Toyota, looking to further boost the "shiny, happy" quotient of the model eco-district it's built in Japan's Toyota City, has installed a charging station specifically to be used for its single-passenger electro-mobility vehicles.
Researchers at the University of California, Riverside have received a $1.2 million grant from the Department of Energy to evaluate technologies that provide drivers with feedback so they can cut emissions and reduce fuel consumption by up to 30 percent.
A few months ago we announced that France was going back to having road tax disks on windshields, similar to system used in the UK. However, the process has been simplified quite a bit from the French Minister of Economy's original idea. Plans to complicate the fee by basing it on Euro pollution levels is gone. Instead, France will tax cars that produce over 250 g/km of CO2 an additional €160 per year duty. That's simple enough, isn't it?
Ann Job provides a more extensive review of the 2007 Saturn Vue Green Line than the one previously posted by Automobile. She speculates, for example, that the "Eco" light, which brightens when the Vue exceeds government fuel standards, is vacuum-operated instead of using a computer to determine mileage. She finds the setup a bit odd since hybrid buyers want to know how much they save fuel-wise.
Best Syndications has posted an article on how hybrid vehicles are part of the demographic category
Lifestyles of Health and Sustainability (LOHAS) or "metrospiritual. " (Pictured is actress Gwyneth
Paltrow, considered by many to be a member of said category).
Boom shalaka-laka, the 28th Autoblog Podcast is here. On today's episode, the intrepid Christopher Paukert and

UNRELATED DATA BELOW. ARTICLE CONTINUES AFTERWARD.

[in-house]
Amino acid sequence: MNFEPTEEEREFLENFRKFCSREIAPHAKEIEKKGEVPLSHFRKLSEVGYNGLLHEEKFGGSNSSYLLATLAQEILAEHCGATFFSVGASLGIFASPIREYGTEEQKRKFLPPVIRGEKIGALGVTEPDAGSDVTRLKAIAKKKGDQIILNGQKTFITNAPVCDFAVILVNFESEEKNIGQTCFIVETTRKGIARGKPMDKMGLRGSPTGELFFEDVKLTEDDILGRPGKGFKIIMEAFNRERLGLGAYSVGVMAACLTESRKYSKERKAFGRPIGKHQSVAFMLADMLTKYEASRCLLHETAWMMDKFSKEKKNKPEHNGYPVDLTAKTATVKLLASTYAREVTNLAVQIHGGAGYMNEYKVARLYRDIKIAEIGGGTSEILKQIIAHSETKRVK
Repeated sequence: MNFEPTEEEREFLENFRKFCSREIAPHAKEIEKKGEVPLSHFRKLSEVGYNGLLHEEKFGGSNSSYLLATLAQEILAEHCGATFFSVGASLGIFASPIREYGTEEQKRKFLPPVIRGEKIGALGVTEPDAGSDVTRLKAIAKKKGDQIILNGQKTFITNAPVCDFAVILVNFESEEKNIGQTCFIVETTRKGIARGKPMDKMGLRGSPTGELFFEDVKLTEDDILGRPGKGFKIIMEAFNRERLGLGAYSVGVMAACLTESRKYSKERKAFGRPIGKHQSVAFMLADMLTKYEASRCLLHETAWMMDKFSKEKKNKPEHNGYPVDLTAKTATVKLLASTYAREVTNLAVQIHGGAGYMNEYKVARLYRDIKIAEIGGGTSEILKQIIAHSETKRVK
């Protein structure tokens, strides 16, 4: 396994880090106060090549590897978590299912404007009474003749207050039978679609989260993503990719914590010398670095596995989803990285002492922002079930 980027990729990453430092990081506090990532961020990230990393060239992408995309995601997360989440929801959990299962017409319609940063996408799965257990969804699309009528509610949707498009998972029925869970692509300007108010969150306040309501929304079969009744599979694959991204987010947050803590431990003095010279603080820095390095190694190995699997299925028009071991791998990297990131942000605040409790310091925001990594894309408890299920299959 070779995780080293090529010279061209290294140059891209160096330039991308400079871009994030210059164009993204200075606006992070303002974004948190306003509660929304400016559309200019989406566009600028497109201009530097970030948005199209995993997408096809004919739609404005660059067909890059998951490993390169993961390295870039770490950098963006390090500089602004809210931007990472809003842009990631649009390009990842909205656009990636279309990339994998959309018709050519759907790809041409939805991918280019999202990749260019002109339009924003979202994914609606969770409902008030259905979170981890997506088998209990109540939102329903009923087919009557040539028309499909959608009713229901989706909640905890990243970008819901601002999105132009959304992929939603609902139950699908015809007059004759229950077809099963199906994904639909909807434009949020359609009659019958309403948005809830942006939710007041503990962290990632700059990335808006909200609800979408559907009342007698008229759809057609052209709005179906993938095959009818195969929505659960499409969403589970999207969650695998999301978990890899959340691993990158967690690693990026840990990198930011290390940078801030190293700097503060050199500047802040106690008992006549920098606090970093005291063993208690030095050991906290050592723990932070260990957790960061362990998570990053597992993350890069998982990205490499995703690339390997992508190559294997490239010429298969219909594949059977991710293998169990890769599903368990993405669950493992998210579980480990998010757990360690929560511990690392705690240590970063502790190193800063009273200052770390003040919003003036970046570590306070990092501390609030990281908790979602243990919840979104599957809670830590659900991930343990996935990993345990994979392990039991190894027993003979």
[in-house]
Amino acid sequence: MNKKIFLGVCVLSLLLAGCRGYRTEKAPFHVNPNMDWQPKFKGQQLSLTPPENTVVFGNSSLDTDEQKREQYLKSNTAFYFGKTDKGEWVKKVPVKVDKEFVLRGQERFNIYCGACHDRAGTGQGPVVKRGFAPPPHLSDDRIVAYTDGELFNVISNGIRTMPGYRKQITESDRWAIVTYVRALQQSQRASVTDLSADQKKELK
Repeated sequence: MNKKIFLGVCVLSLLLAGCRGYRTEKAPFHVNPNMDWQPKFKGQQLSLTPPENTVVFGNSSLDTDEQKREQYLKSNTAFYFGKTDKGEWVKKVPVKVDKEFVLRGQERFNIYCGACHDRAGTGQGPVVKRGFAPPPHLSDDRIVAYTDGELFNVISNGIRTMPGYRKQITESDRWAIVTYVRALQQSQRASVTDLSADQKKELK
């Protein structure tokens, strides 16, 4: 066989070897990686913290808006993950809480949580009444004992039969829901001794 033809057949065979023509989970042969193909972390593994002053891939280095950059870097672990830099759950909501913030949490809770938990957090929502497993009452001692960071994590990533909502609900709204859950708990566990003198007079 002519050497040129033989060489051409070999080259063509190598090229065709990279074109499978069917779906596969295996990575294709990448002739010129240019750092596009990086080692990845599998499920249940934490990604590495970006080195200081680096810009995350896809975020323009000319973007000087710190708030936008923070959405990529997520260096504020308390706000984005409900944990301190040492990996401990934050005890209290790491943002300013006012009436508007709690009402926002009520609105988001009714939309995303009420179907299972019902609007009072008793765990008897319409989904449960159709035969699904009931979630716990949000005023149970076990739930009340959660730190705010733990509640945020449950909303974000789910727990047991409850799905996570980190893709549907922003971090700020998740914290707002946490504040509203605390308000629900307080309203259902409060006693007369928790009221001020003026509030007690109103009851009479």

myself go over Audi's ostentatious debut of its new TT coupe, observe a moment of silence for the industry's loss of
MPH Magazine and finally, we get all green up in this thing talking about my experience with a 2003 Volkswagen Jetta
TDi that runs on grease from a dumpster. Good times... hope you enjoy.
Looking for an easy
tax credit? Look no further than the U.S. tax credits for hybrid vehicles. While the program's days are numbered,
our friends over at Treehugger tell us that the program isn't extinct yet.
General Motors has touted its plans to have a fuel-cell vehicle available for public consumption by
2010 for years. But according to Larry Burns, head of research and planning at GM, the automaker needs to push such a
vehicle to full development in as early as eighteen months (2008). This, despite the company’s current precarious
Jan-Ake Jonsson, Managing Director of Saab, recently told Automotive News that hybrid drivetrains would
find their way under the bonnet of both Saab and Opel vehicles by the end of the decade. The technology is currently
being developed in Sweden and will likely being worked on in conjunction with the Saab 9-5 replacement due in 2007, as
well as the 9-3’s successor set to break cover a year later.